Over the years they slowly disappeared. And then they were gone. I last saw a Loggerhead Shrike in Swoope in 2014. The Loggerhead Shrike is a “common bird” whose population is in “steep decline”. In this post, I will describe the bird, chronicle its population, report efforts to bring the bird back and relate what you can do to help.
The Butcher Bird
The Loggerhead Shrike, Lanius ludovicianus, is a songbird with a raptor beak. It is known as the “Butcher Bird” because of its carnivorous diet and habit of impaling its prey on thorns.
We used to see them on a regular basis. There was a nesting pair in the thorn bushes of an old hedgerow in the pasture behind the house. I lament that we may have had the last nesting pair in Augusta County on the farm where I live and work.
In 2006, the late Yulee Larner, “Bird Lady” of Augusta County, wrote about birding in Swoope,
“This is the only place in Augusta County where we find nesting Bobolinks and the most consistent location for year-round records of the endangered Loggerhead Shrike”, News Leader, 3/11/2006
I used to see them every year somewhere in Augusta County, Virginia in the 80’s. We saw them in the backyard when we lived on Old Greenville Road in Mint Spring. I remember showing them to my daughter when she was young. She stood on a chair behind the sliding glass doors of the living room with my binoculars – and saw them.
It was a rare bird even then, and to be honest, not many people even know about them. They are about the same size and color as a Mockingbird. I’m a birder. And even in birding circles if you claim to have seen a Loggerhead Shrike they tilt their head and squint one eye saying, “Oh, you probably just saw a Mockingbird.”
Loggerhead Shrike Behavior and Diet Much Different than the Northern Mockingbird
The Shrike has an unmistakable black mask and does not have the behavior or the song of the Mockingbird. Shrikes are carnivorous and stun their prey with their beak. The Butcher Bird impales their prey such as small birds, small mammals, reptiles and large insects on thorns and barbed wire. They are rather hard to detect and their song is not really a song at all but more of a shriek.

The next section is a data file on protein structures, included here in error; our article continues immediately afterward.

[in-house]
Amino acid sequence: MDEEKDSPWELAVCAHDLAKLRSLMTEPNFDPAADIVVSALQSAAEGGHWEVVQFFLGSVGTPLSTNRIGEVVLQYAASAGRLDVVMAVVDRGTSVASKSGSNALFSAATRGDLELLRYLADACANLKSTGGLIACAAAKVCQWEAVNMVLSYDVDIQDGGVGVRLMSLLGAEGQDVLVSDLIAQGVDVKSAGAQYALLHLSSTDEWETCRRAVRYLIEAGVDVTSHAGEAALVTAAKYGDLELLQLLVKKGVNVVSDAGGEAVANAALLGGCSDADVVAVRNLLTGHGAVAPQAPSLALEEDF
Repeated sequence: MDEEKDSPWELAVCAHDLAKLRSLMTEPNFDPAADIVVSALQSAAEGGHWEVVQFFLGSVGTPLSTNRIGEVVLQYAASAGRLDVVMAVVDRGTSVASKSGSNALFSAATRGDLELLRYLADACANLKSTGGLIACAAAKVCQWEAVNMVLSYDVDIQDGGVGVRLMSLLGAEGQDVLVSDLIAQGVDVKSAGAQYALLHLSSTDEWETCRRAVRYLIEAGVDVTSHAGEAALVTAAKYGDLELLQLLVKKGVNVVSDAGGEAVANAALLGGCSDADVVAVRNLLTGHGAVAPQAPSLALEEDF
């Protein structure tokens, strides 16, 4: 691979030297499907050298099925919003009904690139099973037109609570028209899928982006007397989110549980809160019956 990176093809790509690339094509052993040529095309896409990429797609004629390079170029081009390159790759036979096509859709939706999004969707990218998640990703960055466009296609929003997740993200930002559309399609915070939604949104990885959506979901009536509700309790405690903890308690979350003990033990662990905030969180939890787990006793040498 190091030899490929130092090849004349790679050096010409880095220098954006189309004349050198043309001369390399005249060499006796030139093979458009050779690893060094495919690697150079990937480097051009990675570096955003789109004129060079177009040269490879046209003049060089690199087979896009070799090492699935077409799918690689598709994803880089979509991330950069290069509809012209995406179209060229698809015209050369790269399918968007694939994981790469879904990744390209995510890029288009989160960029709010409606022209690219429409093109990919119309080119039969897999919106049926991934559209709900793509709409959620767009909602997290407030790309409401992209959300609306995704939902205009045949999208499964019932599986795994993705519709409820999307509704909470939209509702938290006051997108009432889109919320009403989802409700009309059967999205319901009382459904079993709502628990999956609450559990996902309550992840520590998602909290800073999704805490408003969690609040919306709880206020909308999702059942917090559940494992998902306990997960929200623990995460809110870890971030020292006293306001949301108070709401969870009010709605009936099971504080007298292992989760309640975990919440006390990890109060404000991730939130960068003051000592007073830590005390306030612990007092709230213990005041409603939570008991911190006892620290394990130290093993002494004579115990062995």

Mockingbirds, on the other hand, are not hard to detect at all. They like to sit on a high perch such as the top of a pole or on the top branch of a tall tree and sing their hearts out with an infinite number of clear and vibrant songs. They often sing all day and into the night.
This Shrike Species is “Threatened” or “Endangered” in Fourteen States
This songbird, capable of killing vertebrate prey by severing its vertebre is listed as “endangered” in Canada and either “threatened” or “endangered” in fourteen states including four states in the Chesapeake Bay watershed: Virginia, Maryland, Pennsylvania, and New York.
The Loggerhead Shrike is the only Shrike species endemic to North America. Its population has declined by 76% between 1966 and 2015 according to the North American Breeding Bird Survey. Its population is expected to be cut in half within 24 years, according to scientists at Partners in Flight. Globally, it’s a “common bird” because its population is stable in the Southern parts of its range as in Texas, Florida, and Georgia. But, in it’s transitional or migratory range as in Virginia it is on the brink of extirpation.
“There are only about a hundred individual Loggerhead Shrikes left in Virginia and only a few known breeding pairs”, states Dr. Amy Johnson, Director of Virginia Working Landscapes, a program of the Smithsonian Conservation Biology Institute.
Decline Coincides with the Introduction and Increased Use of Chemical Pesticides
“Loggerhead Shrikes have been listed as endangered, threatened, or of special concern in several states and Canada, and have been proposed for federal listing (the subspecies that nests on San Clemente Island, California, is listed as endangered). The species’ decline coincides with the introduction and increased use of chemical pesticides between the 1940s and the 1970s, and may result in part from the birds’ ingestion of pesticide-laced prey from treated fields.”
Cornell Lab of Ornithology
No one can really pinpoint why the bird’s population in the migratory zone has declined so rapidly. Scientists speculate that chemical pesticide use, loss of habitat, and climate change are partly to blame.
Bringing Back the Bird
Biologists from the Virginia Smithsonian Conservation Biology Institute have partnered with Wildlife Preservation Canada and the Toronto Zoo to support an ongoing reintroduction program. Using birds acquired from the Toronto Zoo, they are breeding Loggerhead Shrikes at the Smithsonian Zoo’s facilities in Front Royal, Virginia and transporting captive-bred juveniles into Canada to be released each year with juveniles from the Ontario program. Their hope is that this will enhance efforts to repopulate this migratory sub-species to its former range while enabling biologists to learn valuable information about their reproductive biology.